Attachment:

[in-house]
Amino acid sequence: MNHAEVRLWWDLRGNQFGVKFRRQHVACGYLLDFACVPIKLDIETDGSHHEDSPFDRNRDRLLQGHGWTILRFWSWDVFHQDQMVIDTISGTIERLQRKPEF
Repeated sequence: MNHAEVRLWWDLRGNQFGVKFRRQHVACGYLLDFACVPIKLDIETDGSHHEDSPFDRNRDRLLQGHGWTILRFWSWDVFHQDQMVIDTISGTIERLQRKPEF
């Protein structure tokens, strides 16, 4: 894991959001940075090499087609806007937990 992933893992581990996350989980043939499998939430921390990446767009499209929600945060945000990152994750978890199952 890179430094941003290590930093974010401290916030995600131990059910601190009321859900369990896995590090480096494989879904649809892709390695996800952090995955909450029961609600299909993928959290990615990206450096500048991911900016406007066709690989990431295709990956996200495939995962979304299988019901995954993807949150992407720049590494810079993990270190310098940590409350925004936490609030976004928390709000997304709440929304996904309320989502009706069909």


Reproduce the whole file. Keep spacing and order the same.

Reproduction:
[in-house]
Amino acid sequence: MNHAEVRLWWDLRGNQFGVKFRRQHVACGYLLDFACVPIKLDIETDGSHHEDSPFDRNRDRLLQGHGWTILRFWSWDVFHQDQMVIDTISGTIERLQRKPEF
Repeated sequence: MNHAEVRLWWDLRGNQFGVKFRRQHVACGYLLDFACVPIKLDIETDGSHHEDSPFDRNRDRLLQGHGWTILRFWSWDVFHQDQMVIDTISGTIERLQRKPEF
């Protein structure tokens, strides 16, 4: 894991959001940075090499087609806007937990 992933893992581990996350989980043939499998939430921390990446767009499209929600945060945000990152994750978890199952 890179430094941003290590930093974010401290916030995600131990059910601190009321859900369990896995590090480096494989879904649809892709390695996800952090995955909450029961609600299909993928959290990615990206450096500048991911900016406007066709690989990431295709990956996200495939995962979304299988019901995954993807949150992407720049590494810079993990270190310098940590409350925004936490609030976004928390709000997304709440929304996904309320989502009706069909």